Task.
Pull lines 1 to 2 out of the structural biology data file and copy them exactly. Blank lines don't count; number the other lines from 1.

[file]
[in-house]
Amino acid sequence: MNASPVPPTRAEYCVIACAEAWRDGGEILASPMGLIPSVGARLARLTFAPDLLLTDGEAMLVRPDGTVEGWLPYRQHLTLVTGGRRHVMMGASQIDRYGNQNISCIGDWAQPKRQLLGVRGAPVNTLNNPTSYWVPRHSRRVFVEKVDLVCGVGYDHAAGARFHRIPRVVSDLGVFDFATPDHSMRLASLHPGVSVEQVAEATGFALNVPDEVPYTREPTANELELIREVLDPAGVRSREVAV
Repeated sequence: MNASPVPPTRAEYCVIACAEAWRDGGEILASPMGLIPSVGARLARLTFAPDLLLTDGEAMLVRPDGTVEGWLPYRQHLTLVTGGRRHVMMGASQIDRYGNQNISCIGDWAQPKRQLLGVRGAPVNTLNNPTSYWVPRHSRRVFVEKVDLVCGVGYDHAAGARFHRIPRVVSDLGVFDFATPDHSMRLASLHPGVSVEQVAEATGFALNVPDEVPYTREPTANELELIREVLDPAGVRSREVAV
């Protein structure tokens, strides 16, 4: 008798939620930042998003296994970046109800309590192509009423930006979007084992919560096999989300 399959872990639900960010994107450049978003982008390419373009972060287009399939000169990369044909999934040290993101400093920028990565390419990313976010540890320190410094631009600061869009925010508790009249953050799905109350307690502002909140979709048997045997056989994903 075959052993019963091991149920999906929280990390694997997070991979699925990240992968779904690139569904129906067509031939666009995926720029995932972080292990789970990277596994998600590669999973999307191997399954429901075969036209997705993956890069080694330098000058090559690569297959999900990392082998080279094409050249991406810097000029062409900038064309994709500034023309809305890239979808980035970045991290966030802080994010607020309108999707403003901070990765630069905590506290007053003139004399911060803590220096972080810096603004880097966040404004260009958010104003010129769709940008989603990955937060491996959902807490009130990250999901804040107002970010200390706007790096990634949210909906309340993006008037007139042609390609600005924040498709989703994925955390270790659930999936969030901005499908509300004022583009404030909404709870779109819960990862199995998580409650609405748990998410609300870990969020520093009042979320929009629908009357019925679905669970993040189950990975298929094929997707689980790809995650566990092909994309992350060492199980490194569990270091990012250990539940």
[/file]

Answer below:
[in-house]
Amino acid sequence: MNASPVPPTRAEYCVIACAEAWRDGGEILASPMGLIPSVGARLARLTFAPDLLLTDGEAMLVRPDGTVEGWLPYRQHLTLVTGGRRHVMMGASQIDRYGNQNISCIGDWAQPKRQLLGVRGAPVNTLNNPTSYWVPRHSRRVFVEKVDLVCGVGYDHAAGARFHRIPRVVSDLGVFDFATPDHSMRLASLHPGVSVEQVAEATGFALNVPDEVPYTREPTANELELIREVLDPAGVRSREVAV